- An outline does not need to use full sentences. You're just trying to convey the basics of what you'll be writing about, how many verses you'll need, and so on.
- Jot down your title on the top of the page. Then, write "Verse One" and provide a sentence fragment about your first verse. For example, "Verse One, about the sad feeling of change." Then, inject your chorus if you're including one. For example, "Chorus expressing sadness about moving away from Michigan." Then, outline what you want to discuss in your second verse. Keep going until your song is fully outlined.
- You can also take note of roughly how many syllables each verse should contain. This can help provide you structure as you begin composing your lyrics.
Consider connotation as you write.When doing any kind of creative writing, you need to consider the connotation of the words you use. Connotation is a second meaning that is associated with a word alongside its literal meaning.For example, the word "cold" literally means low temperature. However, cold also carries connotations of closed off, mean spirited, and emotionally distance.
- As you write your lyrics, pause after each line and evaluate the words. Pick out the most powerful, striking words in any given line and consider what these words could potentially mean for other people. If the connotations do not convey sadness, you might want to find other words.
- Say you're writing about a recent breakup. You have a line that says something like, "When you left, I stood in the sun waiting for your return." Sunshine is generally associated with happy memories. If you were left in the sun, the listener might conclude this person's absence had a positive effect on your life. What is a different way you could phrase this? What types of weather do people associate with sad emotions? Consider replacing "sun" with something like "rain" or "cold."
Try simile and metaphor.Simile and metaphor are figures of speech used frequently in songs. Similes and metaphors compare two different subjects to show their similarities. A simile is a metaphor that uses "like" or "as" ("You lived your life like a candle in the wind") while a metaphor simply states one thing is another ("Your love is a red dress.").
- First, get specific. What type of sadness are you trying to convey? Grief? Heartbreak? Loss? Regret?
- Once you've picked the specific type of emotion you're going for, write down some images and ideas that could be associated with that image. For example, say you're trying to write about grief as your song discusses a lost loved one. Think of images that convey a sense of death, like a barren field, a light flickering out, a decaying plant, and so on. From there, make a metaphor or simile. Say something like, "Your death was a rose stomped out in its prime."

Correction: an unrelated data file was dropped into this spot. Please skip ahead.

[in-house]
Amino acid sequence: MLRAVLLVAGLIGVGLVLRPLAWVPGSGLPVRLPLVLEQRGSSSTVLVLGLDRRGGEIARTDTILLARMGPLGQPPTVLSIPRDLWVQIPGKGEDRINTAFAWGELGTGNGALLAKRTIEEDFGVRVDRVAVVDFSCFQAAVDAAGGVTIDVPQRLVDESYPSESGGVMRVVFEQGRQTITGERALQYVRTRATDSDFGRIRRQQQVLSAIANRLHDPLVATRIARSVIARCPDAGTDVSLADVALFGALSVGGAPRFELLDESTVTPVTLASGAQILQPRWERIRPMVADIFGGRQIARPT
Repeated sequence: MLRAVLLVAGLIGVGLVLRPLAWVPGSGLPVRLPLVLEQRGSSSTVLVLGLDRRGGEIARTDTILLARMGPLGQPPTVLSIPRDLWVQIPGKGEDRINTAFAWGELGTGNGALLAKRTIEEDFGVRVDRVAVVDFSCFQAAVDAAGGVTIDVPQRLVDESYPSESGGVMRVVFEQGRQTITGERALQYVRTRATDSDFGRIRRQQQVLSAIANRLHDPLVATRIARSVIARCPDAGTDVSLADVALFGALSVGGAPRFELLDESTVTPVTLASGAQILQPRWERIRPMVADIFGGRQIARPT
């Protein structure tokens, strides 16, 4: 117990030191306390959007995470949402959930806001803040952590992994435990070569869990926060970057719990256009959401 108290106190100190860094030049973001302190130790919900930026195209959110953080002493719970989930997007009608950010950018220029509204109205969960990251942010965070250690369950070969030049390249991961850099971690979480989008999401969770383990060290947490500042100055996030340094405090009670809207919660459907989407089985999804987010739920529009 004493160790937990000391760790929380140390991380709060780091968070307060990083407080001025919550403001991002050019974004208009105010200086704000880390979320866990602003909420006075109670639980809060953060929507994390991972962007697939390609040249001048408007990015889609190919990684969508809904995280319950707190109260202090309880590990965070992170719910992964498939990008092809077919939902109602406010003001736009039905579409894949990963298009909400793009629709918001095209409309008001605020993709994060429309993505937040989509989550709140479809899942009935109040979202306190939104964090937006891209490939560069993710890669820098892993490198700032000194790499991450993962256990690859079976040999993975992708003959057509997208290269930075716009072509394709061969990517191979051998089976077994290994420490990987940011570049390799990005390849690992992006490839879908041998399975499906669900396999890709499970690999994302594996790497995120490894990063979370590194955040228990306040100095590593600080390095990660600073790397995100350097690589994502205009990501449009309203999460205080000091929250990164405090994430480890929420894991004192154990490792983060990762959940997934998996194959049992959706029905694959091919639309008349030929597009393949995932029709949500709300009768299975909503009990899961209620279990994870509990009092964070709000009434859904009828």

- Songs do not always make metaphors explicit. Many songs use extended metaphors, using symbolic language throughout a song to talk about one thing when they're really getting at another. Regina Spektor has a song called "Field Below" in which she describes a barren landscape. Between Spektor's descriptions, there are lines like, "But you don't live downtown no more, and everything must come and go." This indicates the landscape is a metaphor for a personal loss.
Setting Your Lyrics to Music
Pay attention to the musical arraignment in your favorite sad songs.Return to the sad songs you were listening to while hunting for inspiration. Look up the sheet music that goes along with these songs and pay attention to what notes and chords the songwriters used.
- Do these songs use a fast or slow tempo? How do you feel when you hear these songs? Why? How does the music push for feelings of sadness and pain?
- It can also be helpful to look up the sheet music for these songs. Learn to play your favorite sad songs on a piano, guitar, or other instrument. This will help you get a sense of how to compose your own melody.
Adjust your melody and lyrics.After studying various sad songs, play around with your guitar, piano, or other instrument. Strum or play along as you mouth your lyrics, trying to find the right chords, keys, and tones to match the song. It might take some practice and dedication before you find something that works for you.
- You may have to adjust your lyrics and melody as you go to get the song to work. For example, the melody may not have enough beats for all the lyrics to fit. You'll either have to shorten your lyrics or add to the melody a bit.
- Remember, a melody does not have to complex, especially if you are a beginning songwriter. Try to keep the melody simple, using a few basic chords or notes throughout. As you write more songs, you can experiment with more complex music.
Sing your song and see if there's room for improvement.Once you've written the musical accompaniment, sing your song. You might want to make a recording and play it back to yourself. Ask a friend or family member for feedback. Specifically, ask how your friend or family members feels when he or she hears the song. If the song is not coming off as sad, you may have to tweak some of the lyrics or melody a bit to better convey the feeling. It can take quite a few drafts before you get a song where you want it.
QuestionWhat would be a good combination for piano notes?KATHRYN ROECKCommunity AnswerFor sad songs, most people use minor chords, which have accidentals (sharps and flats). Beethoven's "Moonlight Sonata" is a perfect example of chords with a lot of sharps.Thanks!
QuestionWould there be any difference with writing a sad song to use in Vocaloid?wikiHow ContributorCommunity AnswerYou may write whatever you want - just make sure the music is suitable for the voicebank you want to use.Thanks!
Video: Songwriting - Writing Emotional Lyrics For Your Songs